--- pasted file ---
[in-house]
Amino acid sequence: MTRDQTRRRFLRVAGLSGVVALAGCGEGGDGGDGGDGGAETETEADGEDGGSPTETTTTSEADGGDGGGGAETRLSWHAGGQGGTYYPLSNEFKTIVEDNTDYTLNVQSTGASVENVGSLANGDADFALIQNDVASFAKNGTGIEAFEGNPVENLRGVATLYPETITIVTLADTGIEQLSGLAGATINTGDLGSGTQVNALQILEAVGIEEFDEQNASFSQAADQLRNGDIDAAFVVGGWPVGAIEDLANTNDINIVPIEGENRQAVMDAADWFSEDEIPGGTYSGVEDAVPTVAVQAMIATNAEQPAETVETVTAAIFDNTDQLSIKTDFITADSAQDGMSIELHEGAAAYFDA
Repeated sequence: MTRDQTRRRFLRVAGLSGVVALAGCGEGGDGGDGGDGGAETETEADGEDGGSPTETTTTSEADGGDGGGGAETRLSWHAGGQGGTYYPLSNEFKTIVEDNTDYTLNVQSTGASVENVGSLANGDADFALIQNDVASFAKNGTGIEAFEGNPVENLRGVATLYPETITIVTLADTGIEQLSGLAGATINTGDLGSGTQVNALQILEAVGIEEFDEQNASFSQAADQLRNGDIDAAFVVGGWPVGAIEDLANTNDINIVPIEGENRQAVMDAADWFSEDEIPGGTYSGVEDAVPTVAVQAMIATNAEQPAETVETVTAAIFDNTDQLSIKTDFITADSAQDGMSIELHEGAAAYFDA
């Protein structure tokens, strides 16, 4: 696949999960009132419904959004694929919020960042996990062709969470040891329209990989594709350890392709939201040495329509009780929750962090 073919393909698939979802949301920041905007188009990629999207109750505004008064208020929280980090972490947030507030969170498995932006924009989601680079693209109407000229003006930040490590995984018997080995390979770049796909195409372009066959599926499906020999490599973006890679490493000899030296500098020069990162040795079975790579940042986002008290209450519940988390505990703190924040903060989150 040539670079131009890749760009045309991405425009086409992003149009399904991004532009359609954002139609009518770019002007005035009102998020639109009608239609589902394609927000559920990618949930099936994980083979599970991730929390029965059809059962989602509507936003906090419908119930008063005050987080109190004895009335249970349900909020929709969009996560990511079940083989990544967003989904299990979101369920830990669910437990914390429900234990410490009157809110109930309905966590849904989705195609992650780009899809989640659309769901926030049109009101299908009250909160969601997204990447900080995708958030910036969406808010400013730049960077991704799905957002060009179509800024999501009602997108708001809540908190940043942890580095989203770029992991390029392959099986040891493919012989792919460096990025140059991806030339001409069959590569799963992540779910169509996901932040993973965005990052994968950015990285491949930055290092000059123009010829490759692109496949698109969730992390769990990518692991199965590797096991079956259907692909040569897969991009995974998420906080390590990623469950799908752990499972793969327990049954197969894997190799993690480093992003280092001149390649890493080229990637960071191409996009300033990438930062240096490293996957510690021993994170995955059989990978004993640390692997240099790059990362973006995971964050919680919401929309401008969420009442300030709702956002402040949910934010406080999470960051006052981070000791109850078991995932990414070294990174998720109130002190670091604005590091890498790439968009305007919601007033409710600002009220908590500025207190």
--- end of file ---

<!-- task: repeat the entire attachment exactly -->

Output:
[in-house]
Amino acid sequence: MTRDQTRRRFLRVAGLSGVVALAGCGEGGDGGDGGDGGAETETEADGEDGGSPTETTTTSEADGGDGGGGAETRLSWHAGGQGGTYYPLSNEFKTIVEDNTDYTLNVQSTGASVENVGSLANGDADFALIQNDVASFAKNGTGIEAFEGNPVENLRGVATLYPETITIVTLADTGIEQLSGLAGATINTGDLGSGTQVNALQILEAVGIEEFDEQNASFSQAADQLRNGDIDAAFVVGGWPVGAIEDLANTNDINIVPIEGENRQAVMDAADWFSEDEIPGGTYSGVEDAVPTVAVQAMIATNAEQPAETVETVTAAIFDNTDQLSIKTDFITADSAQDGMSIELHEGAAAYFDA
Repeated sequence: MTRDQTRRRFLRVAGLSGVVALAGCGEGGDGGDGGDGGAETETEADGEDGGSPTETTTTSEADGGDGGGGAETRLSWHAGGQGGTYYPLSNEFKTIVEDNTDYTLNVQSTGASVENVGSLANGDADFALIQNDVASFAKNGTGIEAFEGNPVENLRGVATLYPETITIVTLADTGIEQLSGLAGATINTGDLGSGTQVNALQILEAVGIEEFDEQNASFSQAADQLRNGDIDAAFVVGGWPVGAIEDLANTNDINIVPIEGENRQAVMDAADWFSEDEIPGGTYSGVEDAVPTVAVQAMIATNAEQPAETVETVTAAIFDNTDQLSIKTDFITADSAQDGMSIELHEGAAAYFDA
């Protein structure tokens, strides 16, 4: 696949999960009132419904959004694929919020960042996990062709969470040891329209990989594709350890392709939201040495329509009780929750962090 073919393909698939979802949301920041905007188009990629999207109750505004008064208020929280980090972490947030507030969170498995932006924009989601680079693209109407000229003006930040490590995984018997080995390979770049796909195409372009066959599926499906020999490599973006890679490493000899030296500098020069990162040795079975790579940042986002008290209450519940988390505990703190924040903060989150 040539670079131009890749760009045309991405425009086409992003149009399904991004532009359609954002139609009518770019002007005035009102998020639109009608239609589902394609927000559920990618949930099936994980083979599970991730929390029965059809059962989602509507936003906090419908119930008063005050987080109190004895009335249970349900909020929709969009996560990511079940083989990544967003989904299990979101369920830990669910437990914390429900234990410490009157809110109930309905966590849904989705195609992650780009899809989640659309769901926030049109009101299908009250909160969601997204990447900080995708958030910036969406808010400013730049960077991704799905957002060009179509800024999501009602997108708001809540908190940043942890580095989203770029992991390029392959099986040891493919012989792919460096990025140059991806030339001409069959590569799963992540779910169509996901932040993973965005990052994968950015990285491949930055290092000059123009010829490759692109496949698109969730992390769990990518692991199965590797096991079956259907692909040569897969991009995974998420906080390590990623469950799908752990499972793969327990049954197969894997190799993690480093992003280092001149390649890493080229990637960071191409996009300033990438930062240096490293996957510690021993994170995955059989990978004993640390692997240099790059990362973006995971964050919680919401929309401008969420009442300030709702956002402040949910934010406080999470960051006052981070000791109850078991995932990414070294990174998720109130002190670091604005590091890498790439968009305007919601007033409710600002009220908590500025207190």